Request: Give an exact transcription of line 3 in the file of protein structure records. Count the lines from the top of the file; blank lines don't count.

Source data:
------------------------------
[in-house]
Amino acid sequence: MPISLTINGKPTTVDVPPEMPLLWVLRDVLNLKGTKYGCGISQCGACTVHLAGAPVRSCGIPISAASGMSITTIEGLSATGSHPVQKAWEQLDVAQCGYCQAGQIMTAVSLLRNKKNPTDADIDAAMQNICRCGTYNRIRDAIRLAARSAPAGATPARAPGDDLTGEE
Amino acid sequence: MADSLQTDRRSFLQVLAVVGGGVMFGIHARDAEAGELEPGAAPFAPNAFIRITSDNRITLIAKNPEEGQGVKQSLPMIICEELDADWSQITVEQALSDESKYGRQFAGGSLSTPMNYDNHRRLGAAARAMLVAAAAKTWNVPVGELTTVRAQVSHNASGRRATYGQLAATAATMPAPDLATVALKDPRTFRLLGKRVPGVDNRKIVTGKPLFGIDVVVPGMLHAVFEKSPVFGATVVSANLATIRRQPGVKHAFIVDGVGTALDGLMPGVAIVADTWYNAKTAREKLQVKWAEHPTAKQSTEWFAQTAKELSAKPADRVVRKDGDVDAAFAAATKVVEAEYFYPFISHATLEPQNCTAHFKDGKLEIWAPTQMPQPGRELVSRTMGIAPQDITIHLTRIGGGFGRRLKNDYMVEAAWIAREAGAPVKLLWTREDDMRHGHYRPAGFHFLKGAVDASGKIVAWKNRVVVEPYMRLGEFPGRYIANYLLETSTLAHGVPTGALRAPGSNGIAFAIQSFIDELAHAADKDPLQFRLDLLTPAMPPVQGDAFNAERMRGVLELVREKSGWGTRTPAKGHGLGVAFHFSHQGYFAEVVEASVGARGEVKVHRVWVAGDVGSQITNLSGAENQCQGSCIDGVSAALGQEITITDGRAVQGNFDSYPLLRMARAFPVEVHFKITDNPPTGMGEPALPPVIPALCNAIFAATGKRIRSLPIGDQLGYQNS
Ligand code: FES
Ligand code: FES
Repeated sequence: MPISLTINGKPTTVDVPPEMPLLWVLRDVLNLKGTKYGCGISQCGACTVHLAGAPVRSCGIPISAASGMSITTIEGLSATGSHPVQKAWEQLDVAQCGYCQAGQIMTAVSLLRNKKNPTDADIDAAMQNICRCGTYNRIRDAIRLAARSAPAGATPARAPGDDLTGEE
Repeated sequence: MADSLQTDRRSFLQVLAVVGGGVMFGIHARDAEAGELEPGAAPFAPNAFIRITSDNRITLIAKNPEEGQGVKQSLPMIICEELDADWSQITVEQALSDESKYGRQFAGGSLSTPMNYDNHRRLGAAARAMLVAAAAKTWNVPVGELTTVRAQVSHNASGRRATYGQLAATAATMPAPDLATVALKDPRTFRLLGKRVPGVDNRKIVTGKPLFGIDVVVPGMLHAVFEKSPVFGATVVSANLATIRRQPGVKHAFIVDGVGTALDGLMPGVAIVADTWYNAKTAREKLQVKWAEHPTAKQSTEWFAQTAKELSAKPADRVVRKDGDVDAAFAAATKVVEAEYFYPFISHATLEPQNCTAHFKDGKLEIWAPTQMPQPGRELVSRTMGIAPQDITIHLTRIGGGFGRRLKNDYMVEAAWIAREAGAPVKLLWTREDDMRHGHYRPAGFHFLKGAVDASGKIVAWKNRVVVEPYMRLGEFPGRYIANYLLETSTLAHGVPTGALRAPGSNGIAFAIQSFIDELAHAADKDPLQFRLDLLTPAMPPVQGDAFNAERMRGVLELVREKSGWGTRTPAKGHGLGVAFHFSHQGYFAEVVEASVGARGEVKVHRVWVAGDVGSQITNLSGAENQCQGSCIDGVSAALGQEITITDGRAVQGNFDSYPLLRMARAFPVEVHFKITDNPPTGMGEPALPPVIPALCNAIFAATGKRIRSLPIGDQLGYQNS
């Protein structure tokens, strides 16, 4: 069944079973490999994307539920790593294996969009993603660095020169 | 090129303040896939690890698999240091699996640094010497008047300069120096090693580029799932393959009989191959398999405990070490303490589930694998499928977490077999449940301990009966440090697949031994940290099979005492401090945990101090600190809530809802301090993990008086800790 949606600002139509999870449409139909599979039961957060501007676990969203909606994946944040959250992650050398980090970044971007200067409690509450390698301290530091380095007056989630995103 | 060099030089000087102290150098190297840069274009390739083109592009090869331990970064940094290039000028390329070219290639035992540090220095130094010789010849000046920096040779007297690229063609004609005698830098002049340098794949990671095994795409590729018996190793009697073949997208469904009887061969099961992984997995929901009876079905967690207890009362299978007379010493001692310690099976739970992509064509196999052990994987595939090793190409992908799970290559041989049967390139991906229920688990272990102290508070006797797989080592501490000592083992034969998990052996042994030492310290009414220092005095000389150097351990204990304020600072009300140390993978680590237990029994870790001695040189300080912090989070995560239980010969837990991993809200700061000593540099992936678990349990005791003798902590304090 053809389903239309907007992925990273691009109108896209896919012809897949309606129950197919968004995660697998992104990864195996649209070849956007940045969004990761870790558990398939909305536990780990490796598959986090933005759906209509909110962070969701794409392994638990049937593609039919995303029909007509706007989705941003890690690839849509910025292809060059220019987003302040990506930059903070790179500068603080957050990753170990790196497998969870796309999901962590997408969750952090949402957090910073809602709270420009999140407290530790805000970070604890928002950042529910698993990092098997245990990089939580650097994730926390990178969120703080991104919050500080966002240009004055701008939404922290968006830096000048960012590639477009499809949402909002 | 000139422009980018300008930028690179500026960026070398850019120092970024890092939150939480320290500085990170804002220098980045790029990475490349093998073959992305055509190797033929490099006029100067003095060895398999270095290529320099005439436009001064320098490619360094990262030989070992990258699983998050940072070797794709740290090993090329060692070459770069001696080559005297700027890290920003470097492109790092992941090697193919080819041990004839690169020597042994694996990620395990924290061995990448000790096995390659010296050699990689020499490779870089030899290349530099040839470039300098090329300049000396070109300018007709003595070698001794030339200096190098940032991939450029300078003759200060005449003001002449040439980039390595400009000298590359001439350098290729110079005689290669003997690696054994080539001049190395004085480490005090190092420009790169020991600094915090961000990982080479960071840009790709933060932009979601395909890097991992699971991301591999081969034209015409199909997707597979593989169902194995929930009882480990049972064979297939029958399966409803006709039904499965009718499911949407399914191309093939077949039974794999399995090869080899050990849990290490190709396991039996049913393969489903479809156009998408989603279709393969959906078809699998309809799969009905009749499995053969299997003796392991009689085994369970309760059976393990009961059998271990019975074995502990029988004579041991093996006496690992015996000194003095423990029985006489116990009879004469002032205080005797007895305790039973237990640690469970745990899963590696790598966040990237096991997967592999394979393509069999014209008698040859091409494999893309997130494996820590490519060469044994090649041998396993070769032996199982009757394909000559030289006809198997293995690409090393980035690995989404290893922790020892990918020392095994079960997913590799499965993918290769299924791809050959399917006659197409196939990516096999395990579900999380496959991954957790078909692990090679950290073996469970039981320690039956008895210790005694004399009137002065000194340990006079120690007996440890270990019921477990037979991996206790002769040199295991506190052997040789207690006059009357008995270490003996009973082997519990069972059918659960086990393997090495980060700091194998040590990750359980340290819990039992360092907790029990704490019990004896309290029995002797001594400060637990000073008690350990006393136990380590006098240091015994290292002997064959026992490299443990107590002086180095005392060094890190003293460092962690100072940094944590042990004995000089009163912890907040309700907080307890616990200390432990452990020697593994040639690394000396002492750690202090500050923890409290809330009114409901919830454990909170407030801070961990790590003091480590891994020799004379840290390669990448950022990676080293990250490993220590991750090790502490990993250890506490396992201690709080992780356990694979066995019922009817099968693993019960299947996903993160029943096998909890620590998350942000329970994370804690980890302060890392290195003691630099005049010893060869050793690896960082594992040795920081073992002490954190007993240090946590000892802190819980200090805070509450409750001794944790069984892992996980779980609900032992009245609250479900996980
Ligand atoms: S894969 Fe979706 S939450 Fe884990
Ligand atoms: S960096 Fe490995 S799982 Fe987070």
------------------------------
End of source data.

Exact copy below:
Amino acid sequence: MADSLQTDRRSFLQVLAVVGGGVMFGIHARDAEAGELEPGAAPFAPNAFIRITSDNRITLIAKNPEEGQGVKQSLPMIICEELDADWSQITVEQALSDESKYGRQFAGGSLSTPMNYDNHRRLGAAARAMLVAAAAKTWNVPVGELTTVRAQVSHNASGRRATYGQLAATAATMPAPDLATVALKDPRTFRLLGKRVPGVDNRKIVTGKPLFGIDVVVPGMLHAVFEKSPVFGATVVSANLATIRRQPGVKHAFIVDGVGTALDGLMPGVAIVADTWYNAKTAREKLQVKWAEHPTAKQSTEWFAQTAKELSAKPADRVVRKDGDVDAAFAAATKVVEAEYFYPFISHATLEPQNCTAHFKDGKLEIWAPTQMPQPGRELVSRTMGIAPQDITIHLTRIGGGFGRRLKNDYMVEAAWIAREAGAPVKLLWTREDDMRHGHYRPAGFHFLKGAVDASGKIVAWKNRVVVEPYMRLGEFPGRYIANYLLETSTLAHGVPTGALRAPGSNGIAFAIQSFIDELAHAADKDPLQFRLDLLTPAMPPVQGDAFNAERMRGVLELVREKSGWGTRTPAKGHGLGVAFHFSHQGYFAEVVEASVGARGEVKVHRVWVAGDVGSQITNLSGAENQCQGSCIDGVSAALGQEITITDGRAVQGNFDSYPLLRMARAFPVEVHFKITDNPPTGMGEPALPPVIPALCNAIFAATGKRIRSLPIGDQLGYQNS